Newborn screening for severe combined immunodeficiency in 11 screening programs in the United States

Antonia Kwan, Roshini S. Abraham, Robert Currier, Amy Brower, Karen Andruszewski, Jordan K. Abbott, Mei Baker, Mark Ballow, Louis E. Bartoshesky, Francisco A. Bonilla, Charles Brokopp, Edward Brooks, Michele Caggana, Jocelyn Celestin, Joseph A. Church, Anne Marie Comeau, James A. Connelly, Morton J. Cowan, Charlotte Cunningham-Rundles, Trivikram DasuNina Dave, Maria T. De La Morena, Ulrich Duffner, Chin To Fong, Lisa Forbes, Debra Freedenberg, Erwin W. Gelfand, Jaime E. Hale, I. Celine Hanson, Beverly N. Hay, Diana Hu, Anthony Infante, Daisy Johnson, Neena Kapoor, Denise M. Kay, Donald B. Kohn, Rachel Lee, Heather Lehman, Zhili Lin, Fred Lorey, Aly Abdel-Mageed, Adrienne Manning, Sean McGhee, Theodore B. Moore, Stanley J. Naides, Luigi D. Notarangelo, Jordan S. Orange, Sung Yun Pai, Matthew Porteus, Ray Rodriguez, Neil Romberg, John Routes, Mary Ruehle, Arye Rubenstein, Carlos A. Saavedra-Matiz, Ginger Scott, Patricia M. Scott, Elizabeth Secord, Christine Seroogy, William T. Shearer, Subhadra Siegel, Stacy K. Silvers, E. Richard Stiehm, Robert W. Sugerman, John L. Sullivan, Susan Tanksley, Millard L. Tierce, James Verbsky, Beth Vogel, Rosalyn Walker, Kelly Walkovich, Jolan E. Walter, Richard L. Wasserman, Michael S. Watson, Geoffrey A. Weinberg, Leonard B. Weiner, Heather Wood, Anne B. Yates, Jennifer M. Puck

Research output: Contribution to journalArticlepeer-review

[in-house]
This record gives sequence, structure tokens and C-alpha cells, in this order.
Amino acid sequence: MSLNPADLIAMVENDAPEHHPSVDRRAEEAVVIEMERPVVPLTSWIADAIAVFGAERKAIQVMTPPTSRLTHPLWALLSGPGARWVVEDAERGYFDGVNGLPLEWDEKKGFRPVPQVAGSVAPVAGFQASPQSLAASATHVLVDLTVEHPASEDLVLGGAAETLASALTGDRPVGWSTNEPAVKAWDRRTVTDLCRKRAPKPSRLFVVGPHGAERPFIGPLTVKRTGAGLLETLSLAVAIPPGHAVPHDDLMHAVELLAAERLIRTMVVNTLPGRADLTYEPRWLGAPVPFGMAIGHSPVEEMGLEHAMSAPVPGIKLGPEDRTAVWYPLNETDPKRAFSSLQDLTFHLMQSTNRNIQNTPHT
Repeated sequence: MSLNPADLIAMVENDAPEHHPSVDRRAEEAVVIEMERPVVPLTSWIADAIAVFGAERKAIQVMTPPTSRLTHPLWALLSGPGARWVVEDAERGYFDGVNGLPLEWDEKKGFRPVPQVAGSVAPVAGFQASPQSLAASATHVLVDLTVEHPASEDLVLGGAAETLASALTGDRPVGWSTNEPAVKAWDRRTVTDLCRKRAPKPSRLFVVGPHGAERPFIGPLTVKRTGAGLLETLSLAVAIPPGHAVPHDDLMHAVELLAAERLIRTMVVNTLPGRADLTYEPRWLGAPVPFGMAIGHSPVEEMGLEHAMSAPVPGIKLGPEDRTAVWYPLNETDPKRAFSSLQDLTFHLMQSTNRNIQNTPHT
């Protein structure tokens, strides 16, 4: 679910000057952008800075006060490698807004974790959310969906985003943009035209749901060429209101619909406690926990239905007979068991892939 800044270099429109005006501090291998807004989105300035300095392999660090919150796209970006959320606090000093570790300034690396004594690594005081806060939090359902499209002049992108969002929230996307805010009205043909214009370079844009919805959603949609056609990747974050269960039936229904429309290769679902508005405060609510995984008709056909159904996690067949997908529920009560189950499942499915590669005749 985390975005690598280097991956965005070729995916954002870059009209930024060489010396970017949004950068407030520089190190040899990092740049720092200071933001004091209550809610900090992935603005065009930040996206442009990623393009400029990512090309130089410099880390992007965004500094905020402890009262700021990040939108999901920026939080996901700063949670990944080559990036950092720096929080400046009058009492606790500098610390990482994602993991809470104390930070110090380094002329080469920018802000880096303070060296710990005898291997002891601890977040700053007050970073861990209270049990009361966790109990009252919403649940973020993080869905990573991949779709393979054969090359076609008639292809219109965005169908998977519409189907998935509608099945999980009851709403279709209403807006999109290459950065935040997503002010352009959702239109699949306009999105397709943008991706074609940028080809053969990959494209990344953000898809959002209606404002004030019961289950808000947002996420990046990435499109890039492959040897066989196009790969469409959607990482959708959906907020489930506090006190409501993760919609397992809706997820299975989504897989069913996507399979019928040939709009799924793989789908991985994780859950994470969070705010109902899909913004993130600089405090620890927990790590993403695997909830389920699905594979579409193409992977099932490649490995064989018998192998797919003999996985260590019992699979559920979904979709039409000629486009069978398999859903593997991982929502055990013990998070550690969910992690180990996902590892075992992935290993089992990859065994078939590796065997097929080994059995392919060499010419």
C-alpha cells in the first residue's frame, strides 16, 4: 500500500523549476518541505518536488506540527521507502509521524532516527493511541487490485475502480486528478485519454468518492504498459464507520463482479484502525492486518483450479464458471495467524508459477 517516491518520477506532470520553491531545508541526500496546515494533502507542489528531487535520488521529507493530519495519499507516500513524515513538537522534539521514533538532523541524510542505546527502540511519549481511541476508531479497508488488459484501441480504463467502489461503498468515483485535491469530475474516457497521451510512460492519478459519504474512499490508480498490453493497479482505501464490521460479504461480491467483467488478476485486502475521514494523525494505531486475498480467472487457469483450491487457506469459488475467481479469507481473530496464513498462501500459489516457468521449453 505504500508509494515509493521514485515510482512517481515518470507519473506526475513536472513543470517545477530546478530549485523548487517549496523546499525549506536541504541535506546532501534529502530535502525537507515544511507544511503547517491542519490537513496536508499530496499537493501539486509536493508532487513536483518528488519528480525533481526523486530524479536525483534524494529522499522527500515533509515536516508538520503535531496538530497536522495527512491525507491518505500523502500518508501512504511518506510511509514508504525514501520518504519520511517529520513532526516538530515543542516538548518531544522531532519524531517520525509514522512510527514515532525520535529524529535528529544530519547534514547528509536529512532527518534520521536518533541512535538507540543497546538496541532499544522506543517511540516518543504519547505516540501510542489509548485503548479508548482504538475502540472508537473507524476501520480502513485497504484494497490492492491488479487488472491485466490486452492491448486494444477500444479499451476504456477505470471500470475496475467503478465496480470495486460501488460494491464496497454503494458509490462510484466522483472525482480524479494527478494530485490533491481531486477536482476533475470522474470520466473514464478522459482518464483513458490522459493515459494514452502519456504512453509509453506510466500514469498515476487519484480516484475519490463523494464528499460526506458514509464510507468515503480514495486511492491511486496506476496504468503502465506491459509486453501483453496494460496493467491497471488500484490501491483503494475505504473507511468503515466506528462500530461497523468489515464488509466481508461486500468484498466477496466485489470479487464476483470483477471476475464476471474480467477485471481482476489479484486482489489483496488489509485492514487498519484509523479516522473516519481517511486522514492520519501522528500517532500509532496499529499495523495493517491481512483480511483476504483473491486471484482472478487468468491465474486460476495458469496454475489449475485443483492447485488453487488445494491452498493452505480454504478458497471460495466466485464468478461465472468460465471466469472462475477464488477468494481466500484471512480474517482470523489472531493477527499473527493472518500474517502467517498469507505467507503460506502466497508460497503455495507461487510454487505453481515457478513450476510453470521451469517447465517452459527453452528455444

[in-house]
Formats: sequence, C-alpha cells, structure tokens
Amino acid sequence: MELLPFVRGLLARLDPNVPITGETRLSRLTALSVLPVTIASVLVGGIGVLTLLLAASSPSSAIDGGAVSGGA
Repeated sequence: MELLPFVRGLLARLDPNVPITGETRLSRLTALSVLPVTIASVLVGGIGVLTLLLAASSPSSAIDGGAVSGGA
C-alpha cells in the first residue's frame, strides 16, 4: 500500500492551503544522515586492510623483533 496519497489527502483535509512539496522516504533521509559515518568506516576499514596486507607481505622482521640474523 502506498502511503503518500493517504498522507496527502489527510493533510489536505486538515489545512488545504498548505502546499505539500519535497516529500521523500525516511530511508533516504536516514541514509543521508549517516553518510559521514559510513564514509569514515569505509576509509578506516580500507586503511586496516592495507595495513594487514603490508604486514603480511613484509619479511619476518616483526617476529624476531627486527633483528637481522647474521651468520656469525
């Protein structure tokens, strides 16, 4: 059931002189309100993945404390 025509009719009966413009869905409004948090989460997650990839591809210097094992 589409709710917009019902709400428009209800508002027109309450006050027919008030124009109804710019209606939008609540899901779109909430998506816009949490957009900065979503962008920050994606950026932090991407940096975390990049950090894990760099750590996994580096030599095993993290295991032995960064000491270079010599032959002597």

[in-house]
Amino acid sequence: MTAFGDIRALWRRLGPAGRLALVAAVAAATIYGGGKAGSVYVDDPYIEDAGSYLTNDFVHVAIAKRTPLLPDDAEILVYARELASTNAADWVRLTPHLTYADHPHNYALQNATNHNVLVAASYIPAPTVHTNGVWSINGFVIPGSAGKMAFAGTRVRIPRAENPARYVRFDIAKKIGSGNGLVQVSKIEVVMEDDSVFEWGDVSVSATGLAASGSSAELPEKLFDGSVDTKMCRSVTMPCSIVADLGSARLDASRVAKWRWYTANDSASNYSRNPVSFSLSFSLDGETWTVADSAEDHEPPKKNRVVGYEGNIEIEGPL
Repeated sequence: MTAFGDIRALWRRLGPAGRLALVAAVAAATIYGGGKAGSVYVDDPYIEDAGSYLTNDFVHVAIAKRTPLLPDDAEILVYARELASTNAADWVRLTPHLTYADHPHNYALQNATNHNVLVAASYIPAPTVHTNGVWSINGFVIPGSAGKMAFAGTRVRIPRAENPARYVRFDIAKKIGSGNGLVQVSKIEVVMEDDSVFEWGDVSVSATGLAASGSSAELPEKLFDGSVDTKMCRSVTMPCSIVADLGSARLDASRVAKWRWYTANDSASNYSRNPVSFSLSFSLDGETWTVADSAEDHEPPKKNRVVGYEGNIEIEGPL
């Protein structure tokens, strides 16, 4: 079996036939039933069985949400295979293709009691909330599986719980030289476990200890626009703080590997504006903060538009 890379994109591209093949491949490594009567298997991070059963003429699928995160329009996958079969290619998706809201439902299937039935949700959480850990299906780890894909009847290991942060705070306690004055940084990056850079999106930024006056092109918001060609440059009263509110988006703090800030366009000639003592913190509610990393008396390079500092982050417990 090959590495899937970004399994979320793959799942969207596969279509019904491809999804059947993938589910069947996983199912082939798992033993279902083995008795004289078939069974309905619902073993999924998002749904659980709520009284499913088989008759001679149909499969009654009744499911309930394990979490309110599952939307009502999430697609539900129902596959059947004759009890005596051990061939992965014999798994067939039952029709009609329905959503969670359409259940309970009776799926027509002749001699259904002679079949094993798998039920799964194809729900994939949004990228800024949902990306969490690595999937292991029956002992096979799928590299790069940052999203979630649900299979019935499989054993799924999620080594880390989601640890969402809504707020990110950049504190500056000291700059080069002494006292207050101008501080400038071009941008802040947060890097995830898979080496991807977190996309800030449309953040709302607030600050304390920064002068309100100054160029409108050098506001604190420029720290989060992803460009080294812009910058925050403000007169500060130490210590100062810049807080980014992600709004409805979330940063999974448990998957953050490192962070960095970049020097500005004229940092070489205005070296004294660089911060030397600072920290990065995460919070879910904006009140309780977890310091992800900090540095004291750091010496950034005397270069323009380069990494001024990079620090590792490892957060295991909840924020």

542 Scopus citations


Importance: Newborn screening for severe combined immunodeficiency (SCID) using assays to detect T-cell receptor excision circles (TRECs) began in Wisconsin in 2008, and SCID was added to the national recommended uniform panel for newborn screened disorders in 2010. Currently 23 states, the District of Columbia, and the Navajo Nation conduct population-wide newborn screening for SCID. The incidence of SCID is estimated at 1 in 100 000 births. Objectives: To present data from a spectrum of SCID newborn screening programs, establish population-based incidence for SCID and other conditions with T-cell lymphopenia and document early institution of effective treatments. DESIGN Epidemiological and retrospective observational study. Setting: Representatives in states conducting SCID newborn screening were invited to submit their SCID screening algorithms, test performance data and deidentified clinical and laboratory information regarding infants screened and cases with nonnormal results. Infants born from the start of each participating program from January 2008 through the most recent evaluable date prior to July 2013 were included. Representatives from 10 states plus the Navajo Area Indian Health Service contributed data from 3 030 083 newborns screened with a TREC test. Main Outcomes and Measures: Infants with SCID and other diagnoses of T-cell lymphopenia were classified. Incidence and, where possible, etiologies were determined. Interventions and survival were tracked. Results: Screening detected 52 cases of typical SCID, leaky SCID, and Omenn syndrome, affecting 1 in 58 000 infants (95%CI, 1/46 000-1/80 000). Survival of SCID-affected infants through their diagnosis and immune reconstitution was 87%(45/52), 92%(45/49) for infants who received transplantation, enzyme replacement, and/or gene therapy. Additional interventions for SCID and non-SCID T-cell lymphopenia included immunoglobulin infusions, preventive antibiotics, and avoidance of live vaccines. Variations in definitions and follow-up practices influenced the rates of detection of non-SCID T-cell lymphopenia. Conclusions and Relevance: Newborn screening in 11 programs in the United States identified SCID in 1 in 58 000 infants, with high survival. The usefulness of detection of non-SCID T-cell lymphopenias by the same screening remains to be determined.

Original languageEnglish (US)
Pages (from-to)729-738
Number of pages10
Issue number7
StatePublished - Aug 20 2014

ASJC Scopus subject areas

  • General Medicine


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